Don't brush it off

By Lin Qi ( China Daily ) Updated: 2016-10-11 13:54:43

Don't brush it off

Xu Liming  says calligraphy forms the foundation of Chinese aesthetics. Calligraphy remains a significant feature in his ink paintings.[Photo by Zou Hong/ China Daily]

He says the title of his show, Cultivating a Noble and Fearless Spirit, made a similar suggestion.

The contents of his writing on display were largely inspiring verses from ancient poems and classical texts that were familiar to many in the audience.

He also showed poems he composed himself. Together with his calligraphy, paintings and seal art, Xu demonstrates the comprehensive cultural attainments Chinese literati have pursued for centuries.

Born in Nanjing, a historic city boasting rich artistic traditions, Xu's first cultural mentor was his uncle, whom he says took wide interest in composing poems, performing Peking Opera and studying traditional Chinese medicine.

Xu majored in the traditional bird-and-flower genre, painting in the highly meticulous gongbi style for his degree. Gongbi portrays subjects with realistic and detailed depictions.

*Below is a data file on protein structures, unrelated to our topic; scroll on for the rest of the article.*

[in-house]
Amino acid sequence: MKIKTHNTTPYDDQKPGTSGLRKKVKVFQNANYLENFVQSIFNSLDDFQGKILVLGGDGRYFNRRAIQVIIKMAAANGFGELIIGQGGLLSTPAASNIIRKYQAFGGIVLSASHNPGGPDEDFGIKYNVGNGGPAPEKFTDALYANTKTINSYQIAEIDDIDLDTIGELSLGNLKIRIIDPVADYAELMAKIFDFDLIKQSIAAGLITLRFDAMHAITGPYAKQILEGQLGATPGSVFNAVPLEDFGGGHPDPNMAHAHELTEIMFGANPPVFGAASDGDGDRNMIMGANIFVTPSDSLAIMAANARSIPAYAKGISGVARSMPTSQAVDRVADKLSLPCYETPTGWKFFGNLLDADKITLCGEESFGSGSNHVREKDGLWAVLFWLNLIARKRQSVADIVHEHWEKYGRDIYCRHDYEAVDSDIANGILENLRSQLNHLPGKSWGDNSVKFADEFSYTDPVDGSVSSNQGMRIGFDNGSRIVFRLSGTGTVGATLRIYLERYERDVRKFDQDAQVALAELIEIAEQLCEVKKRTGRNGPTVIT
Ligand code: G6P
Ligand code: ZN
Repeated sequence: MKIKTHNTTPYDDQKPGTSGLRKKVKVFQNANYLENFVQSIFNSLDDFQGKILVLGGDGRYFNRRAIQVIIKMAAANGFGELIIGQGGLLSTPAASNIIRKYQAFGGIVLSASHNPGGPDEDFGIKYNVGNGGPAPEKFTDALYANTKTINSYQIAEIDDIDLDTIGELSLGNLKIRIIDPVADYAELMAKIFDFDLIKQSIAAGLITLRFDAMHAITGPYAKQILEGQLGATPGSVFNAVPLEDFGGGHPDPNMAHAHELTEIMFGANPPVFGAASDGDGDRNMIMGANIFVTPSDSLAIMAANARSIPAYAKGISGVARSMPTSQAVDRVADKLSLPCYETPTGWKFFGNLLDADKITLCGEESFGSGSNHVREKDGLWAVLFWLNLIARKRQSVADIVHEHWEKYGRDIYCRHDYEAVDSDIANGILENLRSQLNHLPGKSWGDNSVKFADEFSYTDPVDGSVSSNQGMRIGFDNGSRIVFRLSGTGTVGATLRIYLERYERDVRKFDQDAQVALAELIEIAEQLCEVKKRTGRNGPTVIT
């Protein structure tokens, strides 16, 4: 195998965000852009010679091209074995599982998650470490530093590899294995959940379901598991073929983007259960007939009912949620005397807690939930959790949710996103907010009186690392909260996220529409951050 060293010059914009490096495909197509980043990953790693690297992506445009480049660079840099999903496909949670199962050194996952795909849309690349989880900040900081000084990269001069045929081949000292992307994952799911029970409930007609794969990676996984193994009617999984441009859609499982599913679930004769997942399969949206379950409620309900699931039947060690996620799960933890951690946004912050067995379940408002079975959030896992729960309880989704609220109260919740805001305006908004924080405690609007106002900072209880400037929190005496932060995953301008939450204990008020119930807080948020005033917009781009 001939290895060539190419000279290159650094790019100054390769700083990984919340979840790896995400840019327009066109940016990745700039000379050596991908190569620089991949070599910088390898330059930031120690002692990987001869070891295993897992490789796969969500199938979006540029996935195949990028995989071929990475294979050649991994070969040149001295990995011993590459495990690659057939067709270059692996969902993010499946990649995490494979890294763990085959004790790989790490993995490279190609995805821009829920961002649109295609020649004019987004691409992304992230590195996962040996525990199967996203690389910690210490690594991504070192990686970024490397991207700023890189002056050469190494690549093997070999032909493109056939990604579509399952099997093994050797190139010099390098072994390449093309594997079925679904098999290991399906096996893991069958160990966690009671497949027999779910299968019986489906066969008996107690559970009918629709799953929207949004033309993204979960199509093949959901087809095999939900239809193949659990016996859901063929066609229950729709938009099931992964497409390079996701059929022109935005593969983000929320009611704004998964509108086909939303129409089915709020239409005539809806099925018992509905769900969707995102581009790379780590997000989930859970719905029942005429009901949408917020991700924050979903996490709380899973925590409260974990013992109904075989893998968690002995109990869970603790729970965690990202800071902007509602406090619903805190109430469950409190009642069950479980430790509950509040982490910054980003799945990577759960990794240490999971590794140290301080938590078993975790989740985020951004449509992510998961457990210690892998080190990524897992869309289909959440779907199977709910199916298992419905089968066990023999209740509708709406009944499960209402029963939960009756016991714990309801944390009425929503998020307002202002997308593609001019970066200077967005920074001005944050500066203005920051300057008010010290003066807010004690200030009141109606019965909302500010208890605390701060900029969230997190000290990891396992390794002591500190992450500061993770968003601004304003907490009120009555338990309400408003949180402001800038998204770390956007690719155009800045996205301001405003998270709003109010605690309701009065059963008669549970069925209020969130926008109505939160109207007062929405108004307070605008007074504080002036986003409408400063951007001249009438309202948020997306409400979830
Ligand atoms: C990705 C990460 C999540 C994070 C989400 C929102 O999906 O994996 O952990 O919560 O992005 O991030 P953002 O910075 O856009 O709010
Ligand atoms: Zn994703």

He shifted to calligraphy and seal art when pursuing a master's degree. He researched into art history during his doctoral studies in the 1990s. His instructors included such prominent artists and scholars as Qi Gong, Lin Sanzhi and Xu Bangda.

"What they taught is that the perfection of skills is not realized by memorizing textbooks but by broadening one's cultural vision," Xu says.

He says he used to practice daily for technical perfection, while now he writes when he feels the desire to create.

"I fear that practicing too much will end up producing characters that look too sophisticated or similar. A little bit of unfamiliarity (with the brush) otherwise gets me excited about what and how to write."

When fully devoted, he works for hours to complete a calligraphy set of 12 leaves, each measuring 5 meters in height. Such hours result in shoulder aches for days, he says.

Xu believes that calligraphy in modern times also encapsulates the value of a quality lifestyle that was shared by the olden-day literati.

To convey that spirit, he has extended from paper to other mediums, such as zisha (red clay special to Yixing city in Jiangsu) teapots and porcelain.

His calligraphy on teapots and porcelain vases, featuring his carving of verses and paintings, were on show at his just-concluded solo exhibition at the national museum.

Xu says calligraphy forms the foundation of Chinese aesthetics, and he will never get bored with exploring the richness of the form.

In the 1980s, Xu exhibited widely as a young calligrapher. Master Lin told him that too much exposure might bring fame but for a young artist, nothing was as important as to practice.

"There is no need to compete with your peers. You should aim to rival past maters," Xu quotes Lin as telling him.

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